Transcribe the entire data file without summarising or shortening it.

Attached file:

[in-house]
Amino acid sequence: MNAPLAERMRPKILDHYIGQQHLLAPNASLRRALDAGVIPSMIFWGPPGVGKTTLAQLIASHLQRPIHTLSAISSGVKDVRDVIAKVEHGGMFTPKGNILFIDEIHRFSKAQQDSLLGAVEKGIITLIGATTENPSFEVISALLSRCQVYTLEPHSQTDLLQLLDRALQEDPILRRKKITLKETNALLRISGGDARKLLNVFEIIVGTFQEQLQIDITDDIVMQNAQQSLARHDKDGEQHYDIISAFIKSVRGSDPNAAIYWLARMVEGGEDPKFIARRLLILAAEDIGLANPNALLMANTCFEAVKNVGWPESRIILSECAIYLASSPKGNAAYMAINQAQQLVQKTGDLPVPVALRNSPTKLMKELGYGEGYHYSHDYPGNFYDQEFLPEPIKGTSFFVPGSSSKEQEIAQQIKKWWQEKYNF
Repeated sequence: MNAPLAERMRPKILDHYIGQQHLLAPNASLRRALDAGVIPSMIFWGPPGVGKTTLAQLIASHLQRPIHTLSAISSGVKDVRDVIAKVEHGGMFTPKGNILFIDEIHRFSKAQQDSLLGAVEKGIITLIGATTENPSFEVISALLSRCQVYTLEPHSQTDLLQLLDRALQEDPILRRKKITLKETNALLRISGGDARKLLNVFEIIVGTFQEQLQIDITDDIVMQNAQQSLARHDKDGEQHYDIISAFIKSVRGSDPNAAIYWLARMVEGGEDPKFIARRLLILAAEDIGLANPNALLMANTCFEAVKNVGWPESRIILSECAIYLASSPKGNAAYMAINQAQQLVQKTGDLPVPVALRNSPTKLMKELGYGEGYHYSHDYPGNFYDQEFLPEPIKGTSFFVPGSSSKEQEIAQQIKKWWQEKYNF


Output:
[in-house]
Amino acid sequence: MNAPLAERMRPKILDHYIGQQHLLAPNASLRRALDAGVIPSMIFWGPPGVGKTTLAQLIASHLQRPIHTLSAISSGVKDVRDVIAKVEHGGMFTPKGNILFIDEIHRFSKAQQDSLLGAVEKGIITLIGATTENPSFEVISALLSRCQVYTLEPHSQTDLLQLLDRALQEDPILRRKKITLKETNALLRISGGDARKLLNVFEIIVGTFQEQLQIDITDDIVMQNAQQSLARHDKDGEQHYDIISAFIKSVRGSDPNAAIYWLARMVEGGEDPKFIARRLLILAAEDIGLANPNALLMANTCFEAVKNVGWPESRIILSECAIYLASSPKGNAAYMAINQAQQLVQKTGDLPVPVALRNSPTKLMKELGYGEGYHYSHDYPGNFYDQEFLPEPIKGTSFFVPGSSSKEQEIAQQIKKWWQEKYNF
Repeated sequence: MNAPLAERMRPKILDHYIGQQHLLAPNASLRRALDAGVIPSMIFWGPPGVGKTTLAQLIASHLQRPIHTLSAISSGVKDVRDVIAKVEHGGMFTPKGNILFIDEIHRFSKAQQDSLLGAVEKGIITLIGATTENPSFEVISALLSRCQVYTLEPHSQTDLLQLLDRALQEDPILRRKKITLKETNALLRISGGDARKLLNVFEIIVGTFQEQLQIDITDDIVMQNAQQSLARHDKDGEQHYDIISAFIKSVRGSDPNAAIYWLARMVEGGEDPKFIARRLLILAAEDIGLANPNALLMANTCFEAVKNVGWPESRIILSECAIYLASSPKGNAAYMAINQAQQLVQKTGDLPVPVALRNSPTKLMKELGYGEGYHYSHDYPGNFYDQEFLPEPIKGTSFFVPGSSSKEQEIAQQIKKWWQEKYNF